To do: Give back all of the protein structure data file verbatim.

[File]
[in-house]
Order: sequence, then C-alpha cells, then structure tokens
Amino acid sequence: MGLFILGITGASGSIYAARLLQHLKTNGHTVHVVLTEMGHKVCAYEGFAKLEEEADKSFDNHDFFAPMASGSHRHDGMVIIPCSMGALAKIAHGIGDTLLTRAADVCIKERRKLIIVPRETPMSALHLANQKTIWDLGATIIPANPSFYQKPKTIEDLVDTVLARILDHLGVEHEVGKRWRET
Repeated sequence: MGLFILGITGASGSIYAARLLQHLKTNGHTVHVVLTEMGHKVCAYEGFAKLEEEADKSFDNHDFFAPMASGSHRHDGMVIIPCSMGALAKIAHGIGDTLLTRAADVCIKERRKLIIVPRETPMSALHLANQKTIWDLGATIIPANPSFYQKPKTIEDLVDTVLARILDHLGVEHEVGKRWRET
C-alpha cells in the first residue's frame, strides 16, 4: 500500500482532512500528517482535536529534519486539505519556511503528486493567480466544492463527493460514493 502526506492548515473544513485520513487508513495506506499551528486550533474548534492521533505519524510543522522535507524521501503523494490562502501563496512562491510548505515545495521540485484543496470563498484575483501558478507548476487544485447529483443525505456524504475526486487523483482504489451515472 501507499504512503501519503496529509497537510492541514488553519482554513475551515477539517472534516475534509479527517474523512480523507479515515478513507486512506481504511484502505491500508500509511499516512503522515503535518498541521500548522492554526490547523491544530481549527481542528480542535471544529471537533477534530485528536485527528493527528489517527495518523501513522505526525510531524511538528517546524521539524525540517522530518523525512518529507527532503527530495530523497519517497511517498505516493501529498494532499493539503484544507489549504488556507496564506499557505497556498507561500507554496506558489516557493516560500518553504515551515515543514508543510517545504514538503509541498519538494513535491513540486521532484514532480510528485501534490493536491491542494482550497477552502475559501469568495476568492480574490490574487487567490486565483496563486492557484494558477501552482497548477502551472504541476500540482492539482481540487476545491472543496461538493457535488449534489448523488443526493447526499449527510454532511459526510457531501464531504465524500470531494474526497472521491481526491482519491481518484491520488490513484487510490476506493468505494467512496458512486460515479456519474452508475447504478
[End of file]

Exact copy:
[in-house]
Order: sequence, then C-alpha cells, then structure tokens
Amino acid sequence: MGLFILGITGASGSIYAARLLQHLKTNGHTVHVVLTEMGHKVCAYEGFAKLEEEADKSFDNHDFFAPMASGSHRHDGMVIIPCSMGALAKIAHGIGDTLLTRAADVCIKERRKLIIVPRETPMSALHLANQKTIWDLGATIIPANPSFYQKPKTIEDLVDTVLARILDHLGVEHEVGKRWRET
Repeated sequence: MGLFILGITGASGSIYAARLLQHLKTNGHTVHVVLTEMGHKVCAYEGFAKLEEEADKSFDNHDFFAPMASGSHRHDGMVIIPCSMGALAKIAHGIGDTLLTRAADVCIKERRKLIIVPRETPMSALHLANQKTIWDLGATIIPANPSFYQKPKTIEDLVDTVLARILDHLGVEHEVGKRWRET
C-alpha cells in the first residue's frame, strides 16, 4: 500500500482532512500528517482535536529534519486539505519556511503528486493567480466544492463527493460514493 502526506492548515473544513485520513487508513495506506499551528486550533474548534492521533505519524510543522522535507524521501503523494490562502501563496512562491510548505515545495521540485484543496470563498484575483501558478507548476487544485447529483443525505456524504475526486487523483482504489451515472 501507499504512503501519503496529509497537510492541514488553519482554513475551515477539517472534516475534509479527517474523512480523507479515515478513507486512506481504511484502505491500508500509511499516512503522515503535518498541521500548522492554526490547523491544530481549527481542528480542535471544529471537533477534530485528536485527528493527528489517527495518523501513522505526525510531524511538528517546524521539524525540517522530518523525512518529507527532503527530495530523497519517497511517498505516493501529498494532499493539503484544507489549504488556507496564506499557505497556498507561500507554496506558489516557493516560500518553504515551515515543514508543510517545504514538503509541498519538494513535491513540486521532484514532480510528485501534490493536491491542494482550497477552502475559501469568495476568492480574490490574487487567490486565483496563486492557484494558477501552482497548477502551472504541476500540482492539482481540487476545491472543496461538493457535488449534489448523488443526493447526499449527510454532511459526510457531501464531504465524500470531494474526497472521491481526491482519491481518484491520488490513484487510490476506493468505494467512496458512486460515479456519474452508475447504478